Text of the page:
Introduction: In Denmark, Alarm 112 (112) calls and emergency medical dispatch (EMD) are two separate institutions. 112 calls are mainly answered by the police. In Aarhus, a new EMD centre for the Region of Central Jutland (1.2 million people) opened on 1 December 2009. It was the first to employ health-care professionals and to use a new tool for criteria-based dispatch called Danish Index. The aim of the present paper is, for the first time in Denmark, to describe the level of urgency of patients transported by ambulance based on the Danish Index categories A-E and to determine if ambulance response time target values were reached.
Material and methods: The present paper is an observational cohort study based on consecutive, electronically collected data from the initial six months of operation (1 December 2009 to 31 May 2010) of the new EMD centre in Aarhus.
Results: A total of 73,484 patients were included. The distribution according to level of urgency was as follows: A 28.7% (n = 21,104), B 13.5% (n = 9,890), C 21.0% (n = 15,418), D 35.1% (n = 25,818), E 1.7% (n = 1,254). The median ambulance response time intervals for levels A and B were 6.5 and 11.9 min., respectively. Comparison of level A response time intervals with the equivalent target values showed that the 75, 92 and 98 percentiles were 10.0/10 min., 14.6/15 min., 18.6/20 min., respectively.
Conclusion: In a cohort of 73,484 patients, the highest level of urgency (A) was found in 28.7% of cases, while the largest group, 35.1% of patients, were level D cases – these patients had a need for transport, but not by ambulance. The level A target response time requested by 112 was achieved.
Funding: not relevant.
Trial registration: not relevant.
Evidently, patients with an acute life-threatening condition should receive a more rapid ambulance response than patients with a non-acute condition. The dispatch of ambulances should consequently be prioritized according to the severity of the patient’s condition. Until recently, this has not been the case in Denmark. The single most important target has, until now, been the average response time for all ambulances requested by Alarm 112 (112) calls with little concern for the severity of patient’s condition. This means that previously no data were available on the severity of diseases and injuries of patients transported by ambulance in Denmark.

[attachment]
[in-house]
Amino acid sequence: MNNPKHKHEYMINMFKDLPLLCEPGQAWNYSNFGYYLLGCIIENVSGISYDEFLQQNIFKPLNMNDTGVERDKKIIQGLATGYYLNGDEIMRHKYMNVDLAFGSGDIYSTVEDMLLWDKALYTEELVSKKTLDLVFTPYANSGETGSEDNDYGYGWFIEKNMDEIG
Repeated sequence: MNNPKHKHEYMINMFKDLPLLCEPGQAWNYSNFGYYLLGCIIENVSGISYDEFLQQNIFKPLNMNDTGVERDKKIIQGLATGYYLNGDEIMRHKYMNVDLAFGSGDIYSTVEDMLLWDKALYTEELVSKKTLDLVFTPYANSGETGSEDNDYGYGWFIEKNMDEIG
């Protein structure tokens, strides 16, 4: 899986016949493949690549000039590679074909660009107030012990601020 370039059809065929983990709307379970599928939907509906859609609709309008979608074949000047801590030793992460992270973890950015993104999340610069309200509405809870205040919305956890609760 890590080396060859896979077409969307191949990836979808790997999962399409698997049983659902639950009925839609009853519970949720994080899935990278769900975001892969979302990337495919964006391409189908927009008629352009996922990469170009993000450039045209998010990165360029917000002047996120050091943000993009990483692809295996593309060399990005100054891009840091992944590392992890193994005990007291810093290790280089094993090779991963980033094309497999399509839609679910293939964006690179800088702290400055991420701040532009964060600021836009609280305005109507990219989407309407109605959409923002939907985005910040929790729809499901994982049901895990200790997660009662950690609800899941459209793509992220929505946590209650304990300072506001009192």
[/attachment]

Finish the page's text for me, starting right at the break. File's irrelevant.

Pre-hospital care has developed from a basic patient transport service into being an important part of treatment. The education and training of the various levels of emergency medical technicians/paramedics has increased and improved [1, 2]. Several levels of pre-hospital competencies are available: the top level consists of anaesthesiologist-staffed mobile emergency care units (MECU) dispatched as a second tier to the ambulance for severely ill and injured patients [2-4]. A key issue in this context is dispatching the correct help to the right patient in due time. This is emphasized by declaring the alarm call and dispatch of emergency medical services as "the first link" in the so-called chain of survival. The chain covers the steps from the emergency call is made until the patient is received at the hospital .
In Denmark, apart from Copenhagen, this first link in the chain of survival is managed by two separate institutions: the 112 centres operated by the police and the emergency medical dispatch (EMD) centre which until recently was operated solely by the ambulance services with no medical direction [2, 3, 6]. In Copenhagen, 112 calls are received by the municipal Copenhagen Fire Brigade .
New ambulance service contracts are based on the level of severity and urgency of the patient’s condition: A: potentially life-threatening, "immediate response"; B: urgent, but not life-threatening; C: non-urgent ambulance; D: non-urgent supine patient transport and E: other service or advice/instruction including taxis.